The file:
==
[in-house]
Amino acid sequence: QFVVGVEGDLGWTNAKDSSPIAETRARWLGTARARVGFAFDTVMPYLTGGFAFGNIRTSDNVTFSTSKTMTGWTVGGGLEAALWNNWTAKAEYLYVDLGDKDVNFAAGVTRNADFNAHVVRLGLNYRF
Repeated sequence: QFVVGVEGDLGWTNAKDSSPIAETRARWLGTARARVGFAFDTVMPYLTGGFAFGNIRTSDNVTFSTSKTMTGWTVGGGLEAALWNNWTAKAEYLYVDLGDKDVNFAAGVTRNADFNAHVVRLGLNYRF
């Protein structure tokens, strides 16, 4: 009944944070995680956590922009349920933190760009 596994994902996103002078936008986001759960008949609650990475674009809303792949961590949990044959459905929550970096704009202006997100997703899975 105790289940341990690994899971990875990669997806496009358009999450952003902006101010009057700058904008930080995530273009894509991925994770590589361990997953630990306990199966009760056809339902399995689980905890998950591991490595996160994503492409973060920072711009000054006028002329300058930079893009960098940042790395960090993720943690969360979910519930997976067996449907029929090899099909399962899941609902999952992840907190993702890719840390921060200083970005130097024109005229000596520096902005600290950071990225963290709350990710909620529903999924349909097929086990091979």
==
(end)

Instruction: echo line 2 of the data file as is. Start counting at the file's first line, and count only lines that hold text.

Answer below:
Amino acid sequence: QFVVGVEGDLGWTNAKDSSPIAETRARWLGTARARVGFAFDTVMPYLTGGFAFGNIRTSDNVTFSTSKTMTGWTVGGGLEAALWNNWTAKAEYLYVDLGDKDVNFAAGVTRNADFNAHVVRLGLNYRF